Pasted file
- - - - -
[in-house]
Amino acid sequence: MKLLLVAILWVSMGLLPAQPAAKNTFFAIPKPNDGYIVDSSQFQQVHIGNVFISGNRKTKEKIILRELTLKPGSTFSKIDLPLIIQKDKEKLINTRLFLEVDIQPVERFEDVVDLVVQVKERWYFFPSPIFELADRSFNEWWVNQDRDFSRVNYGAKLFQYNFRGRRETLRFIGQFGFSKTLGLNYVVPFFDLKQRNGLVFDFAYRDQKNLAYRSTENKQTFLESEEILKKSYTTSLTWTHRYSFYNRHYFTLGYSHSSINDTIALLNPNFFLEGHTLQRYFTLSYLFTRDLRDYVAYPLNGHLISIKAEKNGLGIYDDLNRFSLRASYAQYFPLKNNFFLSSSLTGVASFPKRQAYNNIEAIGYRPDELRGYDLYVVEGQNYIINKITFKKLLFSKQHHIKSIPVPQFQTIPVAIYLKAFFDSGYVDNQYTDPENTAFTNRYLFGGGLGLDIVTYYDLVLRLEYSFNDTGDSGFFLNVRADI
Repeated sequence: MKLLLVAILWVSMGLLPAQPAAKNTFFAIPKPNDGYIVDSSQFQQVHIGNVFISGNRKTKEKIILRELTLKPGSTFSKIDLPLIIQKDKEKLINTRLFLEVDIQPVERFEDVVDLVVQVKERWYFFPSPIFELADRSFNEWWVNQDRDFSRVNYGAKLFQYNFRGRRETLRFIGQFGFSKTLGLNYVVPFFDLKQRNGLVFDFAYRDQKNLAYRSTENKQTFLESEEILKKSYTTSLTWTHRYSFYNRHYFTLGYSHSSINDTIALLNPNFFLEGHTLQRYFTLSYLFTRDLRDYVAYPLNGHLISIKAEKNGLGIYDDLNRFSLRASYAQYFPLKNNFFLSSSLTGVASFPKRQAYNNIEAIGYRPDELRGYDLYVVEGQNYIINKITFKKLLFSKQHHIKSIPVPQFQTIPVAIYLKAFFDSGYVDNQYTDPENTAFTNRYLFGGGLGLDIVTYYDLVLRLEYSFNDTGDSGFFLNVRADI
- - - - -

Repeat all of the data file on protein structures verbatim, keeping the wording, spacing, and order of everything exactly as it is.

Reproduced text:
[in-house]
Amino acid sequence: MKLLLVAILWVSMGLLPAQPAAKNTFFAIPKPNDGYIVDSSQFQQVHIGNVFISGNRKTKEKIILRELTLKPGSTFSKIDLPLIIQKDKEKLINTRLFLEVDIQPVERFEDVVDLVVQVKERWYFFPSPIFELADRSFNEWWVNQDRDFSRVNYGAKLFQYNFRGRRETLRFIGQFGFSKTLGLNYVVPFFDLKQRNGLVFDFAYRDQKNLAYRSTENKQTFLESEEILKKSYTTSLTWTHRYSFYNRHYFTLGYSHSSINDTIALLNPNFFLEGHTLQRYFTLSYLFTRDLRDYVAYPLNGHLISIKAEKNGLGIYDDLNRFSLRASYAQYFPLKNNFFLSSSLTGVASFPKRQAYNNIEAIGYRPDELRGYDLYVVEGQNYIINKITFKKLLFSKQHHIKSIPVPQFQTIPVAIYLKAFFDSGYVDNQYTDPENTAFTNRYLFGGGLGLDIVTYYDLVLRLEYSFNDTGDSGFFLNVRADI
Repeated sequence: MKLLLVAILWVSMGLLPAQPAAKNTFFAIPKPNDGYIVDSSQFQQVHIGNVFISGNRKTKEKIILRELTLKPGSTFSKIDLPLIIQKDKEKLINTRLFLEVDIQPVERFEDVVDLVVQVKERWYFFPSPIFELADRSFNEWWVNQDRDFSRVNYGAKLFQYNFRGRRETLRFIGQFGFSKTLGLNYVVPFFDLKQRNGLVFDFAYRDQKNLAYRSTENKQTFLESEEILKKSYTTSLTWTHRYSFYNRHYFTLGYSHSSINDTIALLNPNFFLEGHTLQRYFTLSYLFTRDLRDYVAYPLNGHLISIKAEKNGLGIYDDLNRFSLRASYAQYFPLKNNFFLSSSLTGVASFPKRQAYNNIEAIGYRPDELRGYDLYVVEGQNYIINKITFKKLLFSKQHHIKSIPVPQFQTIPVAIYLKAFFDSGYVDNQYTDPENTAFTNRYLFGGGLGLDIVTYYDLVLRLEYSFNDTGDSGFFLNVRADI